Reliving the Virginia Tech Nightmare

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Another Virginia Tech shooting means that the nightmare of the deadliest mass shooting in American history is being re-lived by countless people this afternoon.

Few of us forget that on April 16, 2007, Seung-Hui Cho, a senior at Virginia Tech, shot 32 students and faculty before committing suicide.

Now, two more lives have been lost, including that of a police officer. The gunman remains at large.

Tragedies don’t die easy deaths. They tend to go into hiding, at the backs of our minds, laying dormant. They can be reawakened to traumatize us, again. And so it is that today murderous violence brings not only the horror of new losses, but opens old wounds and traumas that had partly, mercifully healed over.

Virginia Tech officials, no doubt, understand this and will ready resources to counsel not only those directly traumatized today, but those indirectly traumatized by demons from the past, now stirring in their memories.

We are—all of us—stories. The pages of our lives are inscribed with those events through which we live, and the thoughts and feelings they provoke inside us. And so today, a gunman, whoever he or she may be, has reminded us how vulnerable we all are to the acts of madmen. That gunman has reminded us that history can repeat itself, in no small measure because dark chapters in our history can elicit new destructiveness from those who have descended into evil. The blood stains on the campus of Virginia Tech were long ago washed clean, yet today they beckoned someone intent on spilling more blood.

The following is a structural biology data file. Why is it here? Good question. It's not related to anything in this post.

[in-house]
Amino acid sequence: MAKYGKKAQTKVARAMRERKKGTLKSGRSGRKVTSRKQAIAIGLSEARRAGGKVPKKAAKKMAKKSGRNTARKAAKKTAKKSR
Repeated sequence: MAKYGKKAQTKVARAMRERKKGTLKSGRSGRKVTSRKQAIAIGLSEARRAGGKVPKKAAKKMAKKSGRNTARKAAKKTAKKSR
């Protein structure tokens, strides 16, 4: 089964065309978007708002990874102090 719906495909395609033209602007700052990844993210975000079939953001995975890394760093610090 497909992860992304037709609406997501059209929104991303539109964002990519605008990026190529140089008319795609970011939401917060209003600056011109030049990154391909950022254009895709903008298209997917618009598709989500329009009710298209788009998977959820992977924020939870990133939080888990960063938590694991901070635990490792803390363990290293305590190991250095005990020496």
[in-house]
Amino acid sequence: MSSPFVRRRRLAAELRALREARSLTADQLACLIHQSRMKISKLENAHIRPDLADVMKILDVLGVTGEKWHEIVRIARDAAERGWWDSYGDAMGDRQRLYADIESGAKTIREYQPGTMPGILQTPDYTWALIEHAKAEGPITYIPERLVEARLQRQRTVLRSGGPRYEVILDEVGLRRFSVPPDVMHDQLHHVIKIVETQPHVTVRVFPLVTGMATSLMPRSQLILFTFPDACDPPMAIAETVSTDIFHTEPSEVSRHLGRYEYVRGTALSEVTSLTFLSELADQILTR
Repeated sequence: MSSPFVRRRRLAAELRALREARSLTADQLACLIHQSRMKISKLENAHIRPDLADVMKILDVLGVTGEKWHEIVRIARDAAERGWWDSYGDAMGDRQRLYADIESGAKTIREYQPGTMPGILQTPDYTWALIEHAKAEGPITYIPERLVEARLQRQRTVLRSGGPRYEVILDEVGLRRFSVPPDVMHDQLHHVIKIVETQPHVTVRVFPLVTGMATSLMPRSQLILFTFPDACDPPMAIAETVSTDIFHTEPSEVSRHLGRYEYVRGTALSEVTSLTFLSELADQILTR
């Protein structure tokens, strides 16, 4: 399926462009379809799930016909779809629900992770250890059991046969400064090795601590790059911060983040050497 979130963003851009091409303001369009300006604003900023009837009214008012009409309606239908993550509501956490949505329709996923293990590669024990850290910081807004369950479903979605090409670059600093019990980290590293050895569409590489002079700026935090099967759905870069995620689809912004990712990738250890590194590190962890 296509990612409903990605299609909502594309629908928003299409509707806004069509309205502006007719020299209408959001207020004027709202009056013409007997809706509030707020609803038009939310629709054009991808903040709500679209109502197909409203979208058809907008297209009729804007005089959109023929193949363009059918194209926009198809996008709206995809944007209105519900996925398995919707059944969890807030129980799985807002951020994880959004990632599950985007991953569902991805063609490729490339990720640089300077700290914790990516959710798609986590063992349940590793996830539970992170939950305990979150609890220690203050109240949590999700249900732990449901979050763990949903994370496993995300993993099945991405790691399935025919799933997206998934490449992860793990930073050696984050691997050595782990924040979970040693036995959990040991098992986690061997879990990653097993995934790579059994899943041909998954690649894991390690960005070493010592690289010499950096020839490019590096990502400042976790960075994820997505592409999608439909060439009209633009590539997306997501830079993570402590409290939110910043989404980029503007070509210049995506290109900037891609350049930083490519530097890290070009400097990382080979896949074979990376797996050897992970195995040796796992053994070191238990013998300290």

We should be reminded that those attracted to darkness and intent on perpetuating it will always be among us—whether they be loners, or leaders of rogue nations. In every case we should be acting on the earliest signs that such individuals are about to spill blood, because we human beings have a terrible habit of waiting too long to believe that the worst could actually unfold under our watch. We too often deny evidence of human destructiveness until even the telltale shadows it casts disappear into darkness.

As days and weeks go by there will be an effort to describe this newest shooter as not human at all and beyond all understanding. Yet, that would short-circuit another opportunity to explain how individuals lose all empathy and all regard for their fellow man and fall into league with the devil. It would short-circuit another opportunity to identify those moments during which the last flames of humanity were still flickering inside this individual—those moments before all hope was lost—when more could have been done. And I promise you: More could have been done.

At some point, we are going to have to accept that cultural and psychological forces are now at work that are leading to more episodes of senseless violence in our population. It isn’t beyond our understanding and it isn’t beyond our control, unless we resolve that it is. God willing, we shall not.

Dr. Keith Ablow is a psychiatrist and member of the Fox News Medical A-Team. Dr. Ablow can be reached at